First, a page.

Here I am, seven years in to my personal finance journey, realizing my relatively disciplined approach to our finances has caused us financial harm.
Allow me to share with you one of the most recent examples of how “doing the right thing” came to bite us in the butt:
In 2010 Girl Ninja and I decided we wanted to buy a house one day. We knew said house would probably cost us around $400,000. We knew amassing a 20% down payment was the financially responsible thing to do.
So we did exactly that.
We spent three and a half years throwing tens of thousands of dollars in to our savings account (late 2010 to early 2014). In hindsight this was absolutely the wrong financial move for a few reasons.
1. Instead of banking nearly all of my discretionary income. I could have saved half and invested half. My savings account was only earning me 1%, meanwhile the stock market during this same time increased by 60%.
2. Because we were adamant on waiting to buy a house until we reached the $100,000 savings threshold, we missed the bottom of the real estate market. Had we bought 1.5 years earlier, when we had about $60,000 in the bank, we still could have put down 15%, but saved probably $30,000 on the purchase price of our home.
3. And just like we missed the bottom of the housing market as we tried to hoard cash, we also missed the bottom in regards to mortgage interest rates. We locked at 4.125%. Had we bought a year earlier, our rate would probably be about 3.4%, saving us $120/month… every month …for thirty years.
So yeah, I thought I was smart by waiting to have $100,000 banked to buy a home, but that clearly wasn’t in my best financial interest.
Now I know you might be thinking to yourself “Ninja, hindsight is always 20/20.”
But my foresight was also 20/20.
In 2010 I was saying the crappy market didn’t scare me because I knew over the long run it goes up.
Pretty much everyone knew by 2012 the real estate market had probably bottomed and was on its way up. Here’s a blurb from one of my late 2011 articles
The housing market bubble burst in 2007/2008. It dropped hard and fast for a long, long time. Over the last 12 months, however, it’s remained pretty steady and in my opinion is probably pretty close to a bottom (if not already there).
We knew that a 3.4% interest rate was the lowest in history.
I mean it’s like the real estate gods had aligned the stars perfectly telling anyone with a stable career and a decent income “BUY A FREAKIN’ HOUSE NOW!!!!”
I wish I listened.
Never again friends. Never again.
It’s time I start taking calculated risks in an effort to further improve my financial situation.
In the next week or so Girl Ninja and I plan to head to a local credit union and apply for a Home Equity Line of Credit (HELOC).
“BUT NINJA YOU ARE SUPPOSED TO HATE DEBT! Why would you consider taking out a line of credit” – You guys.
Diversification my friends.
I’m sick of my cash earning 1% in our savings account. The time has come to seek higher returns.
Our new plan is as follows:
…Keep no more than $10,000 in our savings account (this is about 3 months of expenses at current spending levels).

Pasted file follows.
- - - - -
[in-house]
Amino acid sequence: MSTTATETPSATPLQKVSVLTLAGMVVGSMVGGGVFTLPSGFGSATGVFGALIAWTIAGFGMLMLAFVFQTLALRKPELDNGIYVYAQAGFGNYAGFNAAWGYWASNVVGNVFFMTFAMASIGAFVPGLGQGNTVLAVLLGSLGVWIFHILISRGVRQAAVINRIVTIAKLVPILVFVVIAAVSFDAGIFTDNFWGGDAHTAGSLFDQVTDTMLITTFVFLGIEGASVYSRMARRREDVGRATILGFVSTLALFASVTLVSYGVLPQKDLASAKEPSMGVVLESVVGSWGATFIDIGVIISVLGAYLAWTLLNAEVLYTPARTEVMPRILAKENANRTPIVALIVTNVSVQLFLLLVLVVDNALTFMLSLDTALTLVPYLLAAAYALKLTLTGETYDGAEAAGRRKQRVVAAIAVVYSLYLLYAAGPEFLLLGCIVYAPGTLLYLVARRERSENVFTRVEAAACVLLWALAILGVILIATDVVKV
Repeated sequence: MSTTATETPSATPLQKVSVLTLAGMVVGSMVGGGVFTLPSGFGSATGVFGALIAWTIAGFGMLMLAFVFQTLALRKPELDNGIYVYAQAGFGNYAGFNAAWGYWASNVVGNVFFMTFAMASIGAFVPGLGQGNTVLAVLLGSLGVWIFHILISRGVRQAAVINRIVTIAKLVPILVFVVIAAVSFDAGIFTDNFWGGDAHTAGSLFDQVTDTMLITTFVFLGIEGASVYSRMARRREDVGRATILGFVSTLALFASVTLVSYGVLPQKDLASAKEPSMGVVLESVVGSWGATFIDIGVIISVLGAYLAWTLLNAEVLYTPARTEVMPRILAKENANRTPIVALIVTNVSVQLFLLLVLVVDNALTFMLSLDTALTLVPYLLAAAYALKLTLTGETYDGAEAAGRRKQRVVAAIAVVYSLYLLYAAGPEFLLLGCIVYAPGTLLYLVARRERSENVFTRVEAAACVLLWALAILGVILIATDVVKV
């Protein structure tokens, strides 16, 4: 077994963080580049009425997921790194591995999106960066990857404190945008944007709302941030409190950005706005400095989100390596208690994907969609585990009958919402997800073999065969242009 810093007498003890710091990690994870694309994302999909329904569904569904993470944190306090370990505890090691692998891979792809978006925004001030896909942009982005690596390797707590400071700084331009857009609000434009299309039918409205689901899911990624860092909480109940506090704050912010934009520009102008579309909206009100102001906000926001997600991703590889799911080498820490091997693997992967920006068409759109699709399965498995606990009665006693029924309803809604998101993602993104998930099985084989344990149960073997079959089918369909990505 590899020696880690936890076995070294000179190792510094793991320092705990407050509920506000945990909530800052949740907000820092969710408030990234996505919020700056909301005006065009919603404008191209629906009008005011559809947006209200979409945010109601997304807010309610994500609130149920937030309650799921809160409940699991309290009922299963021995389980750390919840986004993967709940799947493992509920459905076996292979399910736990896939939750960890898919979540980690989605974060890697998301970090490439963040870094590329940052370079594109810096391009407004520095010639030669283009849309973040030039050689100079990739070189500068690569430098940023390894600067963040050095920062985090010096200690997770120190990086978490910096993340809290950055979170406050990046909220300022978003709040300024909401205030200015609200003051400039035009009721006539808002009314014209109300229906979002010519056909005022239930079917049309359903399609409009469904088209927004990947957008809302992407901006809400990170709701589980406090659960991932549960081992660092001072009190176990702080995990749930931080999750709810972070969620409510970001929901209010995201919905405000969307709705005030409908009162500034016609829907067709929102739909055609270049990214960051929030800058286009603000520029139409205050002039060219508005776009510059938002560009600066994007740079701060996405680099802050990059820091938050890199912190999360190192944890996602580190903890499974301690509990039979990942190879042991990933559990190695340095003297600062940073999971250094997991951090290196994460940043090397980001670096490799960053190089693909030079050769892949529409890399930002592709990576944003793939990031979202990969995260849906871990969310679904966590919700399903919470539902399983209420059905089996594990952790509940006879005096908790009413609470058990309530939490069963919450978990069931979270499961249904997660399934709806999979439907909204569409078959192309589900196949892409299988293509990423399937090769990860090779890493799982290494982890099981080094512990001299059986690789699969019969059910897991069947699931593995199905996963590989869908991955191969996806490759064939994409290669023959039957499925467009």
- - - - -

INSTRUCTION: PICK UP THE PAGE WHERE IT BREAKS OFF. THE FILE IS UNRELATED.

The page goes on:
…Move all remaining savings in to my taxable investment account where I will increase my market exposure.
…Open up a HELOC as a secondary emergency fund. Gaining access to about $50,000 if needed.
You might be wondering why I’ve decided to use the HELOC as a back-up emergency fund instead of my Roth IRA, or even a 401K loan.
Again, the answer is diversification.
Let’s pretend I have a $20,000 emergency. My roof caves in. Or maybe that Unicorn I’ve always wanted to buy comes up for sale. Or maybe Girl Ninja is kidnapped by some Canadians and a $20,000 ransom is requested.
I can cover half of this emergency by liquidating my $10,000 e-fund. I could pull another $10,000 from my Roth IRA, or taxable investment account, without penalty. Or I could borrow $10,000 from my 401k at 2.25% interest.
But what if the stock market has been having a really crappy go at it? Say the Dow is down 25% on the year like it has been in the past.
You think I’m going to want to sell these stocks and lock in a 25% loss?
This is where my HELOC could actually be a blessing. It allows me to mitigate potential crashes in the stock market. I’d simply transfer $10,000 from my HELOC to my checking account. I’d rather pay 4% on this loan, over 25% in market losses any day.
“But Ninja, what if the markets are up 25% like they were in 2013.” – You guys.
Well then I borrow the remaining $10,000 from my taxable investment account and lock in that sexy appreciation.
Just because we will be opening a line of credit doesn’t mean I have to use it. Just like you don’t have to use that credit card sitting in your wallet.
Opening up a HELOC, and diversifying my cash flow options, seems like a no brainer. I’m super pumped to finally be at a place where Girl Ninja and I can decrease our cash reserves, and ramp up our investment portfolio.
Now quit wasting time and go get yourself a HELOC. <—joking
What do you think of my plan? (bring it on haters)
What do you think about HELOC’s in general?
Have you reached a point, like me, where you’ve realized that your conservative nature has cost you big bucks?